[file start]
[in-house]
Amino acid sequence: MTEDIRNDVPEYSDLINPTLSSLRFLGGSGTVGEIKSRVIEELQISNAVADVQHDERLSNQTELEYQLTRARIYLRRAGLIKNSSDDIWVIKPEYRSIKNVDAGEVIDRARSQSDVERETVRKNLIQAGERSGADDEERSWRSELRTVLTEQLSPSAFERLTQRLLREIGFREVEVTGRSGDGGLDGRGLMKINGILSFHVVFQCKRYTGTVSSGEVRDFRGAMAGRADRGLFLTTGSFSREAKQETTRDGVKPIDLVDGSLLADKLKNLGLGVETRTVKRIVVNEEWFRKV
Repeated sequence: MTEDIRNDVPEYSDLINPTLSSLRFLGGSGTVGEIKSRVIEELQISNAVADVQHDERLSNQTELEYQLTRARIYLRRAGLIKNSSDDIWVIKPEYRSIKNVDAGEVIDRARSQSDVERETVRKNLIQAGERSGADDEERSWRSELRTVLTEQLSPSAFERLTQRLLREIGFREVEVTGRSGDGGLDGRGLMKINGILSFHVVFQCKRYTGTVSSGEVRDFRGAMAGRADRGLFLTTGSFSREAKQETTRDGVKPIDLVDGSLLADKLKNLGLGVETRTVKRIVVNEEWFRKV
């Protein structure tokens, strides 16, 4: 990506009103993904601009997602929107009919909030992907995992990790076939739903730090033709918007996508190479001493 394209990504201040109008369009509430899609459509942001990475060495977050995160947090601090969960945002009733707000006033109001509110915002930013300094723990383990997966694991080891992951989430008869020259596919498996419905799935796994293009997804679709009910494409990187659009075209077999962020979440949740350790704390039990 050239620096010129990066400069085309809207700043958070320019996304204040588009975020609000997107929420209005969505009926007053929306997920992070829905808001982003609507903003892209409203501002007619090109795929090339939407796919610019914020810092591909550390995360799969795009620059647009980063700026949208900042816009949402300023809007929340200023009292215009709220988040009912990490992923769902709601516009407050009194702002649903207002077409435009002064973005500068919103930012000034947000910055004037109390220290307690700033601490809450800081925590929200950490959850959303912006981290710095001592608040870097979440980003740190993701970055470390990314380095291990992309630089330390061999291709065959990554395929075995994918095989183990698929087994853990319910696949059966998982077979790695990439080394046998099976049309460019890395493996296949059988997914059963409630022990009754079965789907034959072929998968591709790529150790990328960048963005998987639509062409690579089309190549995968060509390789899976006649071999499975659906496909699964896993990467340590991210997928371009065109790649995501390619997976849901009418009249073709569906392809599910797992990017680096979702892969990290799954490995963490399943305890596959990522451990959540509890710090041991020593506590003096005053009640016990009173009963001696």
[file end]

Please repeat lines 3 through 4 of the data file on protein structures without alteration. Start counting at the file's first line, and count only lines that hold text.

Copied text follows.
Repeated sequence: MTEDIRNDVPEYSDLINPTLSSLRFLGGSGTVGEIKSRVIEELQISNAVADVQHDERLSNQTELEYQLTRARIYLRRAGLIKNSSDDIWVIKPEYRSIKNVDAGEVIDRARSQSDVERETVRKNLIQAGERSGADDEERSWRSELRTVLTEQLSPSAFERLTQRLLREIGFREVEVTGRSGDGGLDGRGLMKINGILSFHVVFQCKRYTGTVSSGEVRDFRGAMAGRADRGLFLTTGSFSREAKQETTRDGVKPIDLVDGSLLADKLKNLGLGVETRTVKRIVVNEEWFRKV
């Protein structure tokens, strides 16, 4: 990506009103993904601009997602929107009919909030992907995992990790076939739903730090033709918007996508190479001493 394209990504201040109008369009509430899609459509942001990475060495977050995160947090601090969960945002009733707000006033109001509110915002930013300094723990383990997966694991080891992951989430008869020259596919498996419905799935796994293009997804679709009910494409990187659009075209077999962020979440949740350790704390039990 050239620096010129990066400069085309809207700043958070320019996304204040588009975020609000997107929420209005969505009926007053929306997920992070829905808001982003609507903003892209409203501002007619090109795929090339939407796919610019914020810092591909550390995360799969795009620059647009980063700026949208900042816009949402300023809007929340200023009292215009709220988040009912990490992923769902709601516009407050009194702002649903207002077409435009002064973005500068919103930012000034947000910055004037109390220290307690700033601490809450800081925590929200950490959850959303912006981290710095001592608040870097979440980003740190993701970055470390990314380095291990992309630089330390061999291709065959990554395929075995994918095989183990698929087994853990319910696949059966998982077979790695990439080394046998099976049309460019890395493996296949059988997914059963409630022990009754079965789907034959072929998968591709790529150790990328960048963005998987639509062409690579089309190549995968060509390789899976006649071999499975659906496909699964896993990467340590991210997928371009065109790649995501390619997976849901009418009249073709569906392809599910797992990017680096979702892969990290799954490995963490399943305890596959990522451990959540509890710090041991020593506590003096005053009640016990009173009963001696």